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I live in camp country. Our health services already struggle. Camp this summer could destroy us.

I live in camp country. We got about six inches of snow last night… yes, in May. My kids regularly get on their bikes with their fishing rods balanced on the handlebars (makes for easy social distancing) and head to one of the 330 lakes in our city limits. They build forts in the greenspace behind our house

I live in a suburban area and I regularly hear loons calling mournfully as I lie in bed at night. Getting kosher food is no picnic and we have to do Hebrew school online, but in many other ways it’s a pretty idyllic place to live.

My kids and I participated in Zoom Havdalah last week with their URJ Camp community. There were lots of tears as campers and staff saw each other’s faces and came to grips with the fact that they wouldn’t be seeing each other in person for a very long time. Both kids had unit meetings this week that were sweet and sad and a bit awkward; we’re all trying to figure out how this post-camp world works and it involves a fair bit of stumbling.

I rely on camp to give my kids a sense of Jewish community that they just can’t get in our small city, no matter how great our synagogue family is.

I’ll never forget the first time I took my son to Shabbat dinner at the Jewish camp near our house. He was about four years old and he looked around wide-eyed at the dining hall full of teenagers and staff, scooted down the bench towards me and whispered: “Is everyone here really Jewish, Mommy?”

It was a revelation.

His camp friends mean the world to him and he participates in Shabbat services by the camp waterfront with an enthusiasm that I can only dream about on a cold Friday evening in December when the sun sets at 4 p.m.

Small communities like ours that are already quite spread out and isolated geographically from major urban centers have thus far avoided the worst of this outbreak. We’re a bit protected because we already have distance in our favor. But our isolation also makes us vulnerable.

The camp my kids attend is just down the highway from where we live. The nearest town, Parry Sound, has a year-round population of 6,500. In the summer, it swells to nearly 100,000 people. Their hospital has six intensive care beds. The community where I live has a bigger hospital with 29 intensive care beds and 12 beds in a step-down ICU. Our hospital is usually at or over capacity all the time.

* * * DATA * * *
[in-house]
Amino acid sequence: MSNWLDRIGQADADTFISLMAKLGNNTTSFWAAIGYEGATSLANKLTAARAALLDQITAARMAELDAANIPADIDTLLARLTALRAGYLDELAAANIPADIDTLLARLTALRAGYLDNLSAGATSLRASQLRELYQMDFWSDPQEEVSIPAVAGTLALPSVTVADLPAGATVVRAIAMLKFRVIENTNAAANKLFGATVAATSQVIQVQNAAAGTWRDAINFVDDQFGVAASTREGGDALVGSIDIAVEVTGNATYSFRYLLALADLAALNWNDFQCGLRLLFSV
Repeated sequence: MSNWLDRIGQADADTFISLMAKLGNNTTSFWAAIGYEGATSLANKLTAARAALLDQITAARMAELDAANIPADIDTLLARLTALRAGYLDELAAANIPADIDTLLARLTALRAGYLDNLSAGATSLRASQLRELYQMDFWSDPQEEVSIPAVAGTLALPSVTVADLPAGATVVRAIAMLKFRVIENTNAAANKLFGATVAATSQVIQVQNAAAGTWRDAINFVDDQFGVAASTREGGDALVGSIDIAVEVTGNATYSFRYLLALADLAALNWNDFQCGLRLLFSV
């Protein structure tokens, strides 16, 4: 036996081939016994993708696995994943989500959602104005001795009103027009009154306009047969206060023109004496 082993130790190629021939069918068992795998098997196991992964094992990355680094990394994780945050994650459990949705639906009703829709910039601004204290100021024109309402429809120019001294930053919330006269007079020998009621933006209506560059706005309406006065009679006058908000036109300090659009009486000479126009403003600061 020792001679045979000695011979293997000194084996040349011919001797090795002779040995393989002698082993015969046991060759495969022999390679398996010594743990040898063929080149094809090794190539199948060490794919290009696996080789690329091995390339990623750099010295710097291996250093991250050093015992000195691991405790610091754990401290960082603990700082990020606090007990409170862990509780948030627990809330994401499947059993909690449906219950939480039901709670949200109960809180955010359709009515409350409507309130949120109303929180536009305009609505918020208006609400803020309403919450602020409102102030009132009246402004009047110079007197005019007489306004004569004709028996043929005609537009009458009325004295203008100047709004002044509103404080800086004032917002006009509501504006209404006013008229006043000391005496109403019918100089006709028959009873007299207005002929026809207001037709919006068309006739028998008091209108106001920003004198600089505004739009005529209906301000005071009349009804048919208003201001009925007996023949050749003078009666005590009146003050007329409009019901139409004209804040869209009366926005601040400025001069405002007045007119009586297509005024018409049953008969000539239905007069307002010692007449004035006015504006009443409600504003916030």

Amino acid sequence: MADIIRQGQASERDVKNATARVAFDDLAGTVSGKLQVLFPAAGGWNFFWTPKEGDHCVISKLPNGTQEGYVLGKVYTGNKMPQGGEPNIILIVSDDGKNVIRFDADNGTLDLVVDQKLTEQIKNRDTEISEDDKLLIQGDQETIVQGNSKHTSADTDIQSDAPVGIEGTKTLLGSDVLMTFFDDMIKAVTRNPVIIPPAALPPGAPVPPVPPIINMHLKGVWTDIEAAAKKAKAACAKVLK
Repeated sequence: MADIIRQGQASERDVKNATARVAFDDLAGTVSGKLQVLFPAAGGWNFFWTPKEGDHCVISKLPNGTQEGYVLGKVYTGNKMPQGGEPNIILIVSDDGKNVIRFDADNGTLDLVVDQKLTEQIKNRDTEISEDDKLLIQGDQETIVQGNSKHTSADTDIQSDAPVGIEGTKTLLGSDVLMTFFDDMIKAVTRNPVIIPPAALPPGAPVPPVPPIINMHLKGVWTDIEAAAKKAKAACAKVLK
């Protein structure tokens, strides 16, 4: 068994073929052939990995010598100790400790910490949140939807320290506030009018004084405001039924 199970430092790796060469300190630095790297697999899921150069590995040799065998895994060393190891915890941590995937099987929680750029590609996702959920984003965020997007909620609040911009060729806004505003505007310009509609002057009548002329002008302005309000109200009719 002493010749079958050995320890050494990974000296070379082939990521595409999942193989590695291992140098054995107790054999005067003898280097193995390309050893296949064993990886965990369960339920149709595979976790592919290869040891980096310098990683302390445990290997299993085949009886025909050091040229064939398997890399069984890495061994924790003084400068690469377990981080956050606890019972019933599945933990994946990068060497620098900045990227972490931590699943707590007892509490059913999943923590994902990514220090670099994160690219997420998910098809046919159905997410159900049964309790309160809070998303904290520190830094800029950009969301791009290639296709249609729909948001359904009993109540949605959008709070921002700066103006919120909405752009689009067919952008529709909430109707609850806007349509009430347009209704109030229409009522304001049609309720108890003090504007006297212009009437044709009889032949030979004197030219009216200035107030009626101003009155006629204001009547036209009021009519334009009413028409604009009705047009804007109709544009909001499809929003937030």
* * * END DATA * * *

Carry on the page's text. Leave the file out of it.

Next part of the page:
The most compelling reason for cancelling camp this summer is that the health systems in small communities simply can’t absorb the health care needs of thousands of additional visitors right now and we can’t manage the outbreak that might accompany them. Camps have the potential to create one of these secondary waves we’ve been warned about and, if they do, it will be in communities that don’t have the capacity to handle them. Our healthcare resources are scaled to our small populations and we already struggle to serve our own citizens as rural and northern communities tend to be less healthy and wealthy than urban communities.

So, while I feel your pain about the loss of camp this year as a parent, as a community leader and as a Jew for whom camp is an essential piece in the process of building a Jewish identity l’dor v’dor, I know it is the only responsible decision camps can make right now. I appreciate that my kids’ camp has thought about the impact they might have on communities like mine if camp wasn’t cancelled. I appreciate that they care enough about us to protect us.

We all know this won’t be forever and that they’ll all be back by the lake soon enough, fishing poles in hands and kippahs on heads, singing Havdalah off-key.

Emily Caruso Parnell lives in Sudbury, Ontario, Canada where she is a mother of two, an elementary school administrator, a ballet teacher, a university lecturer, a doctoral student and a Jewish community leader. In her spare time she writes for publications such as Kveller, the Canadian Jewish News and BAM Radio Network.

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